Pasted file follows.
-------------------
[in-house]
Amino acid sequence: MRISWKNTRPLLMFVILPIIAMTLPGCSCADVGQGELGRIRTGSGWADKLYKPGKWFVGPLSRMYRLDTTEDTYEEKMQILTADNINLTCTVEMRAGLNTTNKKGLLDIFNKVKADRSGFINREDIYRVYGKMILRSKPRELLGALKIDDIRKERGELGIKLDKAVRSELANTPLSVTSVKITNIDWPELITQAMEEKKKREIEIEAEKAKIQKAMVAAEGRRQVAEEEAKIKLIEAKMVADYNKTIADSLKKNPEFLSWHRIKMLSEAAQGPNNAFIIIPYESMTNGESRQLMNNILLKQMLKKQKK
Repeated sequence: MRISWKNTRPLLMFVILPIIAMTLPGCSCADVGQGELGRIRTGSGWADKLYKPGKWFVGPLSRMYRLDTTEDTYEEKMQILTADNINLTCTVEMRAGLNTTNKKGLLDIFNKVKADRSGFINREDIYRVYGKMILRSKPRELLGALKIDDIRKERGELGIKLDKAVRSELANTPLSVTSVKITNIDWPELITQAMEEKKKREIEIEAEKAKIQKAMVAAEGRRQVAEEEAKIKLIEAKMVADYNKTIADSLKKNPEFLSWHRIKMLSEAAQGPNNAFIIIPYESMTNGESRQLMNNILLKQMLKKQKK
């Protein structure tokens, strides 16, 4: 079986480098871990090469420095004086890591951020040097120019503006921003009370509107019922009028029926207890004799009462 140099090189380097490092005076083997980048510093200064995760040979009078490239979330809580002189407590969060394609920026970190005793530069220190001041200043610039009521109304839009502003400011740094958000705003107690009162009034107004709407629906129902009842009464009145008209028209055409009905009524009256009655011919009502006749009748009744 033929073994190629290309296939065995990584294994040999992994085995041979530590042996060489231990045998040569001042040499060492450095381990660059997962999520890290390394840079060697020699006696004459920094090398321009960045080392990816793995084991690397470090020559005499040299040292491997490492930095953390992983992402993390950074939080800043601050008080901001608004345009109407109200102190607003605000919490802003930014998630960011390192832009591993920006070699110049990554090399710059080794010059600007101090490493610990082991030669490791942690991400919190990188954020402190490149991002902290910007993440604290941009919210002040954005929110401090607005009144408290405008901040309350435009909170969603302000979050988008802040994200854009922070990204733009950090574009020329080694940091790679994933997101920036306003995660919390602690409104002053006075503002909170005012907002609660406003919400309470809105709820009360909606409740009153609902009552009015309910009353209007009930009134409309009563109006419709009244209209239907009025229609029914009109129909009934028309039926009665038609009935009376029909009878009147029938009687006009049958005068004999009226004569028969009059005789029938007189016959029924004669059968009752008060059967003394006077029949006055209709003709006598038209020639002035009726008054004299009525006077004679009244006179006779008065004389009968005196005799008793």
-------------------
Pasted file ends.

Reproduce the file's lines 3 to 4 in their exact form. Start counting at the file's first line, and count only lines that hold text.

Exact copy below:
Repeated sequence: MRISWKNTRPLLMFVILPIIAMTLPGCSCADVGQGELGRIRTGSGWADKLYKPGKWFVGPLSRMYRLDTTEDTYEEKMQILTADNINLTCTVEMRAGLNTTNKKGLLDIFNKVKADRSGFINREDIYRVYGKMILRSKPRELLGALKIDDIRKERGELGIKLDKAVRSELANTPLSVTSVKITNIDWPELITQAMEEKKKREIEIEAEKAKIQKAMVAAEGRRQVAEEEAKIKLIEAKMVADYNKTIADSLKKNPEFLSWHRIKMLSEAAQGPNNAFIIIPYESMTNGESRQLMNNILLKQMLKKQKK
């Protein structure tokens, strides 16, 4: 079986480098871990090469420095004086890591951020040097120019503006921003009370509107019922009028029926207890004799009462 140099090189380097490092005076083997980048510093200064995760040979009078490239979330809580002189407590969060394609920026970190005793530069220190001041200043610039009521109304839009502003400011740094958000705003107690009162009034107004709407629906129902009842009464009145008209028209055409009905009524009256009655011919009502006749009748009744 033929073994190629290309296939065995990584294994040999992994085995041979530590042996060489231990045998040569001042040499060492450095381990660059997962999520890290390394840079060697020699006696004459920094090398321009960045080392990816793995084991690397470090020559005499040299040292491997490492930095953390992983992402993390950074939080800043601050008080901001608004345009109407109200102190607003605000919490802003930014998630960011390192832009591993920006070699110049990554090399710059080794010059600007101090490493610990082991030669490791942690991400919190990188954020402190490149991002902290910007993440604290941009919210002040954005929110401090607005009144408290405008901040309350435009909170969603302000979050988008802040994200854009922070990204733009950090574009020329080694940091790679994933997101920036306003995660919390602690409104002053006075503002909170005012907002609660406003919400309470809105709820009360909606409740009153609902009552009015309910009353209007009930009134409309009563109006419709009244209209239907009025229609029914009109129909009934028309039926009665038609009935009376029909009878009147029938009687006009049958005068004999009226004569028969009059005789029938007189016959029924004669059968009752008060059967003394006077029949006055209709003709006598038209020639002035009726008054004299009525006077004679009244006179006779008065004389009968005196005799008793």